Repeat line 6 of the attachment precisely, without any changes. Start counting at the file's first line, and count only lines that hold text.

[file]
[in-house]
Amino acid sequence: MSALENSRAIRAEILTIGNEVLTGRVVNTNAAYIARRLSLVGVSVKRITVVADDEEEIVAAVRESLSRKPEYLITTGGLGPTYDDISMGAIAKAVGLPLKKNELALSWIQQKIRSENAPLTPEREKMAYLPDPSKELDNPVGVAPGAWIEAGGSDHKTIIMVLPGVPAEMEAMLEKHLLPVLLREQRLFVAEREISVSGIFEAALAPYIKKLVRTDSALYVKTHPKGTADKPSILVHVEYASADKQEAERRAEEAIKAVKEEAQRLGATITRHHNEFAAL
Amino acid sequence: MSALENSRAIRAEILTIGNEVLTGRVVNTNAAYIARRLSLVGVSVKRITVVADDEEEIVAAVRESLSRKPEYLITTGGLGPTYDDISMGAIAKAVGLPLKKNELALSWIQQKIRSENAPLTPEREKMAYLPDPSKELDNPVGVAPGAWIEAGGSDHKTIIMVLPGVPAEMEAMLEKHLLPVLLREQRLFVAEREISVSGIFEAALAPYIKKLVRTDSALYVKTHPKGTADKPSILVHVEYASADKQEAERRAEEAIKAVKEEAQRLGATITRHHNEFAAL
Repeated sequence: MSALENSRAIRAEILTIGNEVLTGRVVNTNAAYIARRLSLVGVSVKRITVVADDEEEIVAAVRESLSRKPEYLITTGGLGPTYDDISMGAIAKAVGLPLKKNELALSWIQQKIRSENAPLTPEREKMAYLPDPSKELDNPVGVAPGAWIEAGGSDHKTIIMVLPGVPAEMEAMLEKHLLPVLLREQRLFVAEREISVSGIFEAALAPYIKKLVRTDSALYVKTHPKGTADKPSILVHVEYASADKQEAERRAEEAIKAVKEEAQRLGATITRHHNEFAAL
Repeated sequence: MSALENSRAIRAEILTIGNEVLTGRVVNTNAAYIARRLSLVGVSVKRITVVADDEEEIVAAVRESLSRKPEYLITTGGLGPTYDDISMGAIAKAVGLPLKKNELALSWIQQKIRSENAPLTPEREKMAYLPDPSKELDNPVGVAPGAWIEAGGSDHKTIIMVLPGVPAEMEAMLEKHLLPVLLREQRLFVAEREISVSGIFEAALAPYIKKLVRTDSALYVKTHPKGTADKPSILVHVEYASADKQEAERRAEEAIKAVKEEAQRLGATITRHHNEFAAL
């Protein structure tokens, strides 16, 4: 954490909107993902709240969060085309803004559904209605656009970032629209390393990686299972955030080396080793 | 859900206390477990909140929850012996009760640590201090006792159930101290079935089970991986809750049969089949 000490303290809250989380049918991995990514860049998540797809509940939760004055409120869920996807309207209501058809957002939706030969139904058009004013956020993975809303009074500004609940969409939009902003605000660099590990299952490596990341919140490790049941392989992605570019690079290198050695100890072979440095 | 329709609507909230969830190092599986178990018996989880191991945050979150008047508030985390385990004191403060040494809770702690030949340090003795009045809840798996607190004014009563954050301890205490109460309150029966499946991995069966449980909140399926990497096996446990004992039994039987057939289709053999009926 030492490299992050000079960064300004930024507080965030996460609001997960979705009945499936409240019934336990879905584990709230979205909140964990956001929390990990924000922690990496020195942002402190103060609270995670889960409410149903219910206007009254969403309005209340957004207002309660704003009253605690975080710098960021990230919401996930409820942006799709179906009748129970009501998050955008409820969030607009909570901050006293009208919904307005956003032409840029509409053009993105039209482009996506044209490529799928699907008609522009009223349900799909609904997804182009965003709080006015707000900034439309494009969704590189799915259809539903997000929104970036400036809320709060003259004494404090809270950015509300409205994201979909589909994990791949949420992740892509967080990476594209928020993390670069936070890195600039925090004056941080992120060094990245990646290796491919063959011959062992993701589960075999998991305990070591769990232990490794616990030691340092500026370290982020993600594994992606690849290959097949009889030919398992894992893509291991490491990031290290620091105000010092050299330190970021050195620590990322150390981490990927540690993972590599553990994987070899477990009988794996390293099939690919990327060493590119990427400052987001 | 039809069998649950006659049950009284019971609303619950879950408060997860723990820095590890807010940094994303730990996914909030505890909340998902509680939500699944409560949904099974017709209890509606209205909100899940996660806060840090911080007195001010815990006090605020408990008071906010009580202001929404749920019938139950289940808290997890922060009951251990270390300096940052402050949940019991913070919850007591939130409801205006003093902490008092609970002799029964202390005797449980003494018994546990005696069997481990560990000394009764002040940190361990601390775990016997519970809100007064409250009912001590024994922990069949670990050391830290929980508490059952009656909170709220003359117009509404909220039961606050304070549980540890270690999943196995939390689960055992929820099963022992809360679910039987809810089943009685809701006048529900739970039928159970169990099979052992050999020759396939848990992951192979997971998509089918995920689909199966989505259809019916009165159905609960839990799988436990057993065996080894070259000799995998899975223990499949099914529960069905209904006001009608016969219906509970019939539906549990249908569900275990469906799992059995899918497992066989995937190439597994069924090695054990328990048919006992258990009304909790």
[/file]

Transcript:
């Protein structure tokens, strides 16, 4: 954490909107993902709240969060085309803004559904209605656009970032629209390393990686299972955030080396080793 | 859900206390477990909140929850012996009760640590201090006792159930101290079935089970991986809750049969089949 000490303290809250989380049918991995990514860049998540797809509940939760004055409120869920996807309207209501058809957002939706030969139904058009004013956020993975809303009074500004609940969409939009902003605000660099590990299952490596990341919140490790049941392989992605570019690079290198050695100890072979440095 | 329709609507909230969830190092599986178990018996989880191991945050979150008047508030985390385990004191403060040494809770702690030949340090003795009045809840798996607190004014009563954050301890205490109460309150029966499946991995069966449980909140399926990497096996446990004992039994039987057939289709053999009926 030492490299992050000079960064300004930024507080965030996460609001997960979705009945499936409240019934336990879905584990709230979205909140964990956001929390990990924000922690990496020195942002402190103060609270995670889960409410149903219910206007009254969403309005209340957004207002309660704003009253605690975080710098960021990230919401996930409820942006799709179906009748129970009501998050955008409820969030607009909570901050006293009208919904307005956003032409840029509409053009993105039209482009996506044209490529799928699907008609522009009223349900799909609904997804182009965003709080006015707000900034439309494009969704590189799915259809539903997000929104970036400036809320709060003259004494404090809270950015509300409205994201979909589909994990791949949420992740892509967080990476594209928020993390670069936070890195600039925090004056941080992120060094990245990646290796491919063959011959062992993701589960075999998991305990070591769990232990490794616990030691340092500026370290982020993600594994992606690849290959097949009889030919398992894992893509291991490491990031290290620091105000010092050299330190970021050195620590990322150390981490990927540690993972590599553990994987070899477990009988794996390293099939690919990327060493590119990427400052987001 | 039809069998649950006659049950009284019971609303619950879950408060997860723990820095590890807010940094994303730990996914909030505890909340998902509680939500699944409560949904099974017709209890509606209205909100899940996660806060840090911080007195001010815990006090605020408990008071906010009580202001929404749920019938139950289940808290997890922060009951251990270390300096940052402050949940019991913070919850007591939130409801205006003093902490008092609970002799029964202390005797449980003494018994546990005696069997481990560990000394009764002040940190361990601390775990016997519970809100007064409250009912001590024994922990069949670990050391830290929980508490059952009656909170709220003359117009509404909220039961606050304070549980540890270690999943196995939390689960055992929820099963022992809360679910039987809810089943009685809701006048529900739970039928159970169990099979052992050999020759396939848990992951192979997971998509089918995920689909199966989505259809019916009165159905609960839990799988436990057993065996080894070259000799995998899975223990499949099914529960069905209904006001009608016969219906509970019939539906549990249908569900275990469906799992059995899918497992066989995937190439597994069924090695054990328990048919006992258990009304909790």